Developmental origins of central norepinephrine neuron diversity.

Robertson SD, Plummer NW, de Marchena J, Jensen P - Nat. Neurosci. (2013)

Identification of a shared projection to the insular cortex from r4(Hoxb1cre)-derived norepinephrine neurons residing in the C2/A2, C1/A1 and SubC nuclei(a) Schematic sagittal view of adult mouse brain compressed along the mediolateral axis (left) and representative coronal section from Hoxb1cre;DbhFlpo;RC∷FrePe mouse brain (right) injected with FluoroGold into the insular cortex. Scale bar indicates 2.5 mm. (b) Sagittal sections from adult animals corresponding to the boxed regions in (a). eGFP-positive r4(Hoxb1cre)-derived norepinephrine neurons (green) co-labeled (*) with FluoroGold (blue) and NET (red) in C2/A2 (top panel), C1/A1 (middle panel), and SubC (bottom panel). Scale bar indicates 20 μm.
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Figure 8: Identification of a shared projection to the insular cortex from r4(Hoxb1cre)-derived norepinephrine neurons residing in the C2/A2, C1/A1 and SubC nuclei(a) Schematic sagittal view of adult mouse brain compressed along the mediolateral axis (left) and representative coronal section from Hoxb1cre;DbhFlpo;RC∷FrePe mouse brain (right) injected with FluoroGold into the insular cortex. Scale bar indicates 2.5 mm. (b) Sagittal sections from adult animals corresponding to the boxed regions in (a). eGFP-positive r4(Hoxb1cre)-derived norepinephrine neurons (green) co-labeled (*) with FluoroGold (blue) and NET (red) in C2/A2 (top panel), C1/A1 (middle panel), and SubC (bottom panel). Scale bar indicates 20 μm.
Mentions: To precisely determine which of the r4(Hoxb1cre)-derived norepinephrine neurons situated in the SubC, A5, C1/A1 and C2/A2 nuclei provided this non-LoC input to the insular cortex, we performed in vivo retrograde labeling with FluoroGold in mature Hoxb1cre;DbhFlpo;RC∷FrePe mice. Notably, we found eGFP-positive r4(Hoxb1cre)-derived neurons co-labeled with FluoroGold in the SubC, C2/A2, and C1/A1 nuclei (Fig. 8 and Supplementary Fig. 3). To confirm the identity of these neurons we stained with an antibody against NET, which is expressed by norepinephrine neurons but not by the epinephrine neurons that populate C2 and C142. In each of the three nuclei, we observed norepinephrine neurons co-labeled with eGFP, FluoroGold, and NET (Fig. 8). The identification of a shared projection to the insular cortex by r4(Hoxb1cre)-derived norepinephrine neurons distributed throughout the hindbrain, supports the hypothesis that developmental gene expression history contributes to neuronal function. These findings underscore both the strength of the intersectional genetic strategy and the importance of genetic lineage in determining norepinephrine neuron subtype identity.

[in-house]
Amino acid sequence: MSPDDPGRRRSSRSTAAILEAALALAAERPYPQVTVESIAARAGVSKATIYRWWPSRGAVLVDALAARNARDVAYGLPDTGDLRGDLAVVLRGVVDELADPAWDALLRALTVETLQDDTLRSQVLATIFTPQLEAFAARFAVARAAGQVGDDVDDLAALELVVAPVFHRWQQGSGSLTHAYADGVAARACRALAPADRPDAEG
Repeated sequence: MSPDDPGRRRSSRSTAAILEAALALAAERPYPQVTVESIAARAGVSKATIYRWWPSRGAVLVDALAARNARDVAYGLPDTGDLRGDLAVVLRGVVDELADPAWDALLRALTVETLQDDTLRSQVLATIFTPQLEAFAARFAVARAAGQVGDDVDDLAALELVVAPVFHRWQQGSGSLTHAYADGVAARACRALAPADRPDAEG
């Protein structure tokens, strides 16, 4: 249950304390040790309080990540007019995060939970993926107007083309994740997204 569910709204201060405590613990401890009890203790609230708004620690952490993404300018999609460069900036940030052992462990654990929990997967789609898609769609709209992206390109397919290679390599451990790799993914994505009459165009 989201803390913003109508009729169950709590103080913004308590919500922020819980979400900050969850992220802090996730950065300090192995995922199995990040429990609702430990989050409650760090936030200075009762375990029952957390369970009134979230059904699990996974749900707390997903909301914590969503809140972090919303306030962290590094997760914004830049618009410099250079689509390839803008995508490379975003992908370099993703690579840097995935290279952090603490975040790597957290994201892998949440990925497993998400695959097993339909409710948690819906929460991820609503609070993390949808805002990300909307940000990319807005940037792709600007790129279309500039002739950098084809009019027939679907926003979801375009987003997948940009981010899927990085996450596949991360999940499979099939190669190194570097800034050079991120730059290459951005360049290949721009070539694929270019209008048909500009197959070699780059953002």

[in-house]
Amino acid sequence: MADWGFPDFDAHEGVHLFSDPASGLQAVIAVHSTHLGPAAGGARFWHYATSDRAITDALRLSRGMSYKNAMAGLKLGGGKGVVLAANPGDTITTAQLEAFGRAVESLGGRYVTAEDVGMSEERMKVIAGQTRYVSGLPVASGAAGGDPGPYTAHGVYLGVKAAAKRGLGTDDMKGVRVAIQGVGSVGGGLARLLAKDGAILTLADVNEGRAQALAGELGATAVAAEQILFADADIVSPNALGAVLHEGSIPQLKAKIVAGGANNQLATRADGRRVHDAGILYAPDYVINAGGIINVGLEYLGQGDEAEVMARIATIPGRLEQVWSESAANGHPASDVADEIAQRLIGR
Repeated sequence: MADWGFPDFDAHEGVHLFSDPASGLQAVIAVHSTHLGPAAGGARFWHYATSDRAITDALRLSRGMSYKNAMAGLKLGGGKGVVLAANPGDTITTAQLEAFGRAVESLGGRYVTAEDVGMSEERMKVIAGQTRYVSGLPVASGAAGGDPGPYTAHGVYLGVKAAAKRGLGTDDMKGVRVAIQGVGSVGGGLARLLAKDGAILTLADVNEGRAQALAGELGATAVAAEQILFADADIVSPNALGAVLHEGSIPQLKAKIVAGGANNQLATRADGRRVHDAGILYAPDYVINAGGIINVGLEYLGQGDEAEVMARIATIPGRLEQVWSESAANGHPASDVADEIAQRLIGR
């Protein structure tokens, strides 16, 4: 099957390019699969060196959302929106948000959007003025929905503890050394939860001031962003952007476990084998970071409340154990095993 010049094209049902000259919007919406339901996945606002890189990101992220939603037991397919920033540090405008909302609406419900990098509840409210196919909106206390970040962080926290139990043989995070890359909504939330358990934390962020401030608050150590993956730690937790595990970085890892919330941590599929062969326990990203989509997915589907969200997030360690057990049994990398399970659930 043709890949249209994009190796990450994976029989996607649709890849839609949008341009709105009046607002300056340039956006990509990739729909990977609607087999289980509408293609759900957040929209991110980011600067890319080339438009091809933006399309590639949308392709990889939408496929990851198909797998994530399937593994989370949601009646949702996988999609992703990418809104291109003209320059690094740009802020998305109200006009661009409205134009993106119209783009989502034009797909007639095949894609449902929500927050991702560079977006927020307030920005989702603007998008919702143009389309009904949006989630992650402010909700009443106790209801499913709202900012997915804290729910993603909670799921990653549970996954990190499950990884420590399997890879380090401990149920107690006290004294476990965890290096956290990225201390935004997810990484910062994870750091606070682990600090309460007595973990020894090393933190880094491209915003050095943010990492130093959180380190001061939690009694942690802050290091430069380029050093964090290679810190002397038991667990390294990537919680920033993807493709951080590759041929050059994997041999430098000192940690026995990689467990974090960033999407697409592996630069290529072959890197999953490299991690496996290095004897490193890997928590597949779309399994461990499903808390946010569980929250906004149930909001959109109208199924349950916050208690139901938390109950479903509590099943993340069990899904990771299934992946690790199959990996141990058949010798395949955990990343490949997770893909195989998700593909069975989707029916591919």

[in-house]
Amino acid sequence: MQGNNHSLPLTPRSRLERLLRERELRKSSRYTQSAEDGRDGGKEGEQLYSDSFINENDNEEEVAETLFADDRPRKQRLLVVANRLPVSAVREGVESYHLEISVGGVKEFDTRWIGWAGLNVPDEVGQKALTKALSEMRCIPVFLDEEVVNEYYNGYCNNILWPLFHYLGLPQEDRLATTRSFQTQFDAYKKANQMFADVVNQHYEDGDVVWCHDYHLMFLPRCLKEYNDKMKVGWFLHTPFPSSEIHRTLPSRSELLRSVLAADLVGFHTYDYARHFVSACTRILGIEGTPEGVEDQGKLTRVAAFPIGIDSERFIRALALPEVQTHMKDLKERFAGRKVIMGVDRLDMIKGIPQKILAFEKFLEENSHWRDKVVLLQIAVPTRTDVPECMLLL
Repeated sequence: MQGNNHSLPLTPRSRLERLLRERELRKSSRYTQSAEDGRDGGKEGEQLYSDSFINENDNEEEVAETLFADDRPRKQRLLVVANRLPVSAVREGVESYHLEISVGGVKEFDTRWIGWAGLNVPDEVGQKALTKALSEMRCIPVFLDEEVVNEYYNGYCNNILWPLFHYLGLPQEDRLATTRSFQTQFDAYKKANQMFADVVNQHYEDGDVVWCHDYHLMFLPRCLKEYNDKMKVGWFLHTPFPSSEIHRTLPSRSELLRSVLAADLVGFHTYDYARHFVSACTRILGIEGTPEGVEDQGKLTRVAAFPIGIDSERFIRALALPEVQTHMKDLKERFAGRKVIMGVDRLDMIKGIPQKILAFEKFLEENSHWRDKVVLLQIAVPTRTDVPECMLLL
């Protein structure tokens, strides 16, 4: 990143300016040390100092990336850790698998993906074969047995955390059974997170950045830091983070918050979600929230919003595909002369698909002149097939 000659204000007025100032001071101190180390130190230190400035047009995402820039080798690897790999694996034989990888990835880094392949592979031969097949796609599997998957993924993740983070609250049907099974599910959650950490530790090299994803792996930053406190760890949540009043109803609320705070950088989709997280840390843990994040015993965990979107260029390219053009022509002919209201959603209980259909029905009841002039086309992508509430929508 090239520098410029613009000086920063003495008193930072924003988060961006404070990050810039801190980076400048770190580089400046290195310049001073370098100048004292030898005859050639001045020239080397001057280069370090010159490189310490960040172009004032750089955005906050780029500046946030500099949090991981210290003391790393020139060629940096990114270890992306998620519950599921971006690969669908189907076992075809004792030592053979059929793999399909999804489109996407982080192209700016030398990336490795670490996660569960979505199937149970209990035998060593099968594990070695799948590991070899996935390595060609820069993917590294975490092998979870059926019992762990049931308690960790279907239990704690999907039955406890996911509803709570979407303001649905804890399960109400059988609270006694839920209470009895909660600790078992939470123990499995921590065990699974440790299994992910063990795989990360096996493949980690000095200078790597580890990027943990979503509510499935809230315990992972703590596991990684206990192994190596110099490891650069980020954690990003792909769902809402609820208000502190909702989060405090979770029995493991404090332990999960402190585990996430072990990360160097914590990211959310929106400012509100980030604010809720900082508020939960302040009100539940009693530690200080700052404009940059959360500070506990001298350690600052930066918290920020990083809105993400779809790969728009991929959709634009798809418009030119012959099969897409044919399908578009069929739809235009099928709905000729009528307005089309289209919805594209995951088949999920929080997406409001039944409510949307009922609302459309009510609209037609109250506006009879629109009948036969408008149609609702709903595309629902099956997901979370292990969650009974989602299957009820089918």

Bottom Line: We have identified four genetically separable subpopulations of mature norepinephrine neurons differing in their anatomical location, axon morphology and efferent projection pattern.One of the subpopulations showed an unexpected projection to the prefrontal cortex, challenging the long-held belief that the locus coeruleus is the sole source of norepinephrine projections to the cortex.These findings reveal the embryonic origins of central norepinephrine neurons and provide multiple molecular points of entry for future study of individual norepinephrine circuits in complex behavioral and physiological processes including arousal, attention, mood, memory, appetite and homeostasis.

View Article: PubMed Central - PubMed

Affiliation: Laboratory of Neurobiology, National Institute of Environmental Health Sciences, National Institutes of Health, Department of Health and Human Services, Research Triangle Park, North Carolina, USA.

ABSTRACT
Central norepinephrine-producing neurons comprise a diverse population of cells differing in anatomical location, connectivity, function and response to disease and environmental insult. The mechanisms that generate this diversity are unknown. Here we elucidate the lineal relationship between molecularly distinct progenitor populations in the developing mouse hindbrain and mature norepinephrine neuron subtype identity. We have identified four genetically separable subpopulations of mature norepinephrine neurons differing in their anatomical location, axon morphology and efferent projection pattern. One of the subpopulations showed an unexpected projection to the prefrontal cortex, challenging the long-held belief that the locus coeruleus is the sole source of norepinephrine projections to the cortex. These findings reveal the embryonic origins of central norepinephrine neurons and provide multiple molecular points of entry for future study of individual norepinephrine circuits in complex behavioral and physiological processes including arousal, attention, mood, memory, appetite and homeostasis.

Show MeSH
Related in: MedlinePlus